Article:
# Proving $k = 1 \implies q = 5$, if $q^k n^2$ is an odd perfect number with Euler prime $q$

Let $N = q^k n^2$ be an odd perfect number with Euler prime $q$.

We want to show that the biconditional $k = 1 \iff q = 5$ holds.

It suffices to prove one direction, as the implication $q = 5 \implies k = 1$ was proved by Iannucci (Lemma 12, page 873). Per a comment from Pace: "Jose, you are misinterpreting the result from Iannucci. His number $N$ is restricted to be an odd perfect number which additionally has all but at most two of its prime divisors less than $100$. He goes on to prove that there are no such numbers, but along the way, in the lemma you cite, he shows that such numbers have restricted form."

To this end, we show first that $$k = 1 \implies I(n^2) \leq 2 - \frac{5}{3q}.$$ The proof is easy. We refer the reader to this preprint.

Next, we observe that $$I(n^2) = 2 - \frac{5}{3q}$$ implies that $$k = 1 \land q = 5,$$ (The assertion that follows only holds when $k=1$.) while $$I(n^2) < 2 - \frac{5}{3q}$$ implies $q > 5$.

In particular, we have $$I(n^2) \leq 2 - \frac{5}{3q} \implies \bigg(\left(k=1\right) \lor \left(q>5\right)\bigg).$$

But we know that $$\bigg(\left(k=1\right) \lor \left(q>5\right)\bigg) \iff \bigg(q = 5 \implies k = 1\bigg).$$

Consequently, we have the chain of implications $$q = 5 \implies k = 1 \implies q = 5 \implies k = 1,$$ and we are done.

Now here is my question:

Is this "proof" logically sound?

Update (December 30 2016)

As in the given answer, we could only have the implication $$k = 1 \implies \bigg(q = 5 \implies k = 1\bigg),$$ which I agree is not the same as $$k = 1 \implies q = 5 \implies k = 1.$$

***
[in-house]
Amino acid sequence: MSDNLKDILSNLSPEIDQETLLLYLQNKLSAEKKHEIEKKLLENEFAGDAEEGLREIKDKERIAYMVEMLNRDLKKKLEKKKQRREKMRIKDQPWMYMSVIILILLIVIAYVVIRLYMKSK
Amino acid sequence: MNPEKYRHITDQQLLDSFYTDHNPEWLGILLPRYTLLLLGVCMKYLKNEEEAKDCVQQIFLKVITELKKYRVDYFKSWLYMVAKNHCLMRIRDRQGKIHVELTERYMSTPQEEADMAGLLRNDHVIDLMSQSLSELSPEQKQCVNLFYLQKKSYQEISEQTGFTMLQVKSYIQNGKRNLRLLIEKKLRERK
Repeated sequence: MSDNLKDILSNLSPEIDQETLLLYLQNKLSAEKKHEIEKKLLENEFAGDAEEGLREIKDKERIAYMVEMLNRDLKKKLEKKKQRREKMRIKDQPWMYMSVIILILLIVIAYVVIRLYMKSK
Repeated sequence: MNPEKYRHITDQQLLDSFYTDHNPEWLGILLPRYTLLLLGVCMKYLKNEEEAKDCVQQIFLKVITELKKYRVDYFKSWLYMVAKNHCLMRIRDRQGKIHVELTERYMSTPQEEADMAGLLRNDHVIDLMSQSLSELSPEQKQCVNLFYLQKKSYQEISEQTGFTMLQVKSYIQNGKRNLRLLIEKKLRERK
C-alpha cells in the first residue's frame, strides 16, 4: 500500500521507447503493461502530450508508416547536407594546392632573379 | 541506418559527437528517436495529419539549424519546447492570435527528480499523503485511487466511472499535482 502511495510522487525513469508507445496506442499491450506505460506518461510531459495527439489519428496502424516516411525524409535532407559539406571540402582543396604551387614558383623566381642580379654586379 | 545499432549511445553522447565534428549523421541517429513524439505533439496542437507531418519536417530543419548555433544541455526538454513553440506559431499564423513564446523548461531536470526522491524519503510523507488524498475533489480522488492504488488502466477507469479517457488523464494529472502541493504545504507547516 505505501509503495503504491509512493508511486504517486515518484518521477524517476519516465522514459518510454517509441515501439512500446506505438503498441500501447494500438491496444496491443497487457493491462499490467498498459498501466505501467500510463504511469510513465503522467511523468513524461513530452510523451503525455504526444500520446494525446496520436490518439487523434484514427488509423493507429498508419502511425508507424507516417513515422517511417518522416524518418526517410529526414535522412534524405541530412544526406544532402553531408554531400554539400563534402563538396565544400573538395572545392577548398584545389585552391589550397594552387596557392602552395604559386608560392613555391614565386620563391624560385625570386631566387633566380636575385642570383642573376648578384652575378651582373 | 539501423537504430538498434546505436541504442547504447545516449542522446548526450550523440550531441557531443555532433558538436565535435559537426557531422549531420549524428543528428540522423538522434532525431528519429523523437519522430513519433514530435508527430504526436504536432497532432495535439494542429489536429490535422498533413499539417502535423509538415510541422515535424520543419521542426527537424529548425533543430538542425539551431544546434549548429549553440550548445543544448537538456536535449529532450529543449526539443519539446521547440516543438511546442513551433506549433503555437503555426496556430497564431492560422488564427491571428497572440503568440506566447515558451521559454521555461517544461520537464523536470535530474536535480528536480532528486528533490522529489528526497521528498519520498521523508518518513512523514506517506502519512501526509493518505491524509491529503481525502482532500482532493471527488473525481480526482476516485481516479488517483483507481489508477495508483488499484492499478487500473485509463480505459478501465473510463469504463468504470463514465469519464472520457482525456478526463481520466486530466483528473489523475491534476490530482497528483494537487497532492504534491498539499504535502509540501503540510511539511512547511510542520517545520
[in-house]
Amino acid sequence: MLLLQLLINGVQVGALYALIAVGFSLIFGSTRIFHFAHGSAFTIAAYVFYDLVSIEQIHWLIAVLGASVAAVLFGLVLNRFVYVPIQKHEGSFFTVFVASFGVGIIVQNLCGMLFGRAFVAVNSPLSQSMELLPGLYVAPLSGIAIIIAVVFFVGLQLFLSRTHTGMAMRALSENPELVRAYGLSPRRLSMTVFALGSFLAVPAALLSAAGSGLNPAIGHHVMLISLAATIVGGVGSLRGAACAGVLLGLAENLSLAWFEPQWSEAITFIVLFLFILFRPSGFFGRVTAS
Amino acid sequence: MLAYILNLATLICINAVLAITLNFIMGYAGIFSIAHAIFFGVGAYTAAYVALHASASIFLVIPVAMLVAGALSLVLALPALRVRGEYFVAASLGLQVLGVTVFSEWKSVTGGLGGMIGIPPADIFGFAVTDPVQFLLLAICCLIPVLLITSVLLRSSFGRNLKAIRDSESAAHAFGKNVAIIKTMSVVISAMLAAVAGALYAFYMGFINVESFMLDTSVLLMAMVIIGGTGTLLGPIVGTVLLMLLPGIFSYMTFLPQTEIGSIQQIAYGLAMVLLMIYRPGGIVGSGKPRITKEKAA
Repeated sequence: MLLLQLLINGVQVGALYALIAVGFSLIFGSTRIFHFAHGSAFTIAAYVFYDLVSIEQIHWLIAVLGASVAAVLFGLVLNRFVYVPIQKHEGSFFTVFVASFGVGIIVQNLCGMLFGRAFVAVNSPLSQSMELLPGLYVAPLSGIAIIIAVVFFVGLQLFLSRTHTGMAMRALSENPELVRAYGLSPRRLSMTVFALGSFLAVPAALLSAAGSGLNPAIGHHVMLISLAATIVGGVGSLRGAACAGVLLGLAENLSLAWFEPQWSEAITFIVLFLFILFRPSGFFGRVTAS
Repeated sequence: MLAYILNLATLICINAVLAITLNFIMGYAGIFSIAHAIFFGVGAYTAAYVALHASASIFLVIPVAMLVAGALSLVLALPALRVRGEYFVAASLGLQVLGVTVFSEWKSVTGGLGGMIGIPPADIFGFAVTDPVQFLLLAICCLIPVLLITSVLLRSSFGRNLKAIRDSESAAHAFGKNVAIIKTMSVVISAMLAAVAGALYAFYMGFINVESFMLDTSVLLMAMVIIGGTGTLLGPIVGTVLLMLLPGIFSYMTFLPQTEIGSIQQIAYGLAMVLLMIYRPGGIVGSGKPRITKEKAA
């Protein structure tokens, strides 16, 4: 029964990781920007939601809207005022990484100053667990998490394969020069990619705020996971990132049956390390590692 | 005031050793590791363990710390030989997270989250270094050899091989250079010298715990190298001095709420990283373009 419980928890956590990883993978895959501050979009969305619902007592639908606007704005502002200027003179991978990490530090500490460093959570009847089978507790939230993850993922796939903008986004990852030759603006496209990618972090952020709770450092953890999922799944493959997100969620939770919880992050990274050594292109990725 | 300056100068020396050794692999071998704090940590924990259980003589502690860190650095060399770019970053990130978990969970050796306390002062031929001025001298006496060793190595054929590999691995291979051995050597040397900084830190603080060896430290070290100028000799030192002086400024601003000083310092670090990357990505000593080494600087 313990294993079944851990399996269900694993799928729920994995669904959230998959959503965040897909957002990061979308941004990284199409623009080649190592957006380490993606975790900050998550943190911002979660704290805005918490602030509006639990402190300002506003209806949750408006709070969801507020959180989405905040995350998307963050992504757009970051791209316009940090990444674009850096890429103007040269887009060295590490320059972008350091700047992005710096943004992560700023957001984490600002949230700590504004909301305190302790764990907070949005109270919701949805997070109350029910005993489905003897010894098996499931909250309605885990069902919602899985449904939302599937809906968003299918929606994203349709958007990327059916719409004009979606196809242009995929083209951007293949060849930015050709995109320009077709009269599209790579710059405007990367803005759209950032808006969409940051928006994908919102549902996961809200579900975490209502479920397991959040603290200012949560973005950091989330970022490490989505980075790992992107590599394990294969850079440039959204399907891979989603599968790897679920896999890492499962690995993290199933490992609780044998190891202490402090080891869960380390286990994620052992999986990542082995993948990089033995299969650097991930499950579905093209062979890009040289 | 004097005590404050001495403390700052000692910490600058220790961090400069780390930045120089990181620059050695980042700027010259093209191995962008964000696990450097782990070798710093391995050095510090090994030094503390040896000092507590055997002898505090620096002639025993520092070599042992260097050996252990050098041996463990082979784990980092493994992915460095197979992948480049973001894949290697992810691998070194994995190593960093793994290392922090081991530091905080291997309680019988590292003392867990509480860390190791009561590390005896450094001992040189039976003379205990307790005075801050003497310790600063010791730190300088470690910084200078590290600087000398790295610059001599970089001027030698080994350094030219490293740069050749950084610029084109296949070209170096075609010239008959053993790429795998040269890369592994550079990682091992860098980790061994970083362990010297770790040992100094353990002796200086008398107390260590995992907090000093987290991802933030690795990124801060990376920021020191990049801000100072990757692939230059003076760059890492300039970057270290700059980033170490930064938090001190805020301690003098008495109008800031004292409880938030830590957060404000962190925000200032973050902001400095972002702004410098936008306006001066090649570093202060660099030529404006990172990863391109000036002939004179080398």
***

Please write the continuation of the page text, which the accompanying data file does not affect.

• Jose, you are misinterpreting the result from Iannucci. His number $N$ is restricted to be an odd perfect number which additionally has all but at most two of its prime divisors less than 100. He goes on to prove that there are no such numbers, but along the way, in the lemma you cite, he shows that such numbers have restricted form. – Pace Nielsen Dec 29 '16 at 21:10
• Thanks for pointing that out, Pace! I have noted your observation in the question. – Arnie Bebita-Dris Dec 29 '16 at 21:37
• @PaceNielsen, I dimly recall that Hagis (there may be others, of course) proved some results similar to those in your comment. Notwithstanding, do you happen to know if $q = 5 \implies k = 1$ holds unconditionally? – Arnie Bebita-Dris Dec 29 '16 at 21:41
• I think that's a wide-open problem. – Pace Nielsen Dec 29 '16 at 22:48

The equivalence :

$(k=1 \lor q> 5) \iff (q=5 \implies k=1)$

is not correct on its own, except if you have some other information (I don't know the problem, I'm simply evaluating the "logical" points of the proof); that's because $(q=5 \implies k=1)$ is itself equivalent to $(q\neq 5 \lor k=1)$ which is not equivalent to the LHS. What's more, you don't have the $k=1 \implies q=5$ part of your chain of implications (*) (and that's the critical point I think), what you have is (if the above equivalence is correct for some reason)

$k=1 \implies (q=5 \implies k=1)$,

which is a wildly different statement, as for any formula $p$, we have $k=1 \implies (p\implies k=1)$. So unless I'm making a stupid mistake somewhere, no this proof is not "logically sound"

(*) it's important to remember a chain of implications from which you can deduce an equivalence is, formally, a formula like $(A_1 \implies A_2) \land .... \land (A_n \implies A_1)$, which cannot be abbreviated as $A_1 \implies A_2 \implies ... \implies A_n \implies A$, because $\implies$ is not associative

• Also, reading with sufficient care the section containing Lemma 12 gives more assumptions on N than are stated above (in particular all but two of the prime factors are less than 100). We do not have either direction of the general bi-conditional. Gerhard "Sounded Too Good As Truth" Paseman, 2016.12.29. – Gerhard Paseman Dec 29 '16 at 21:11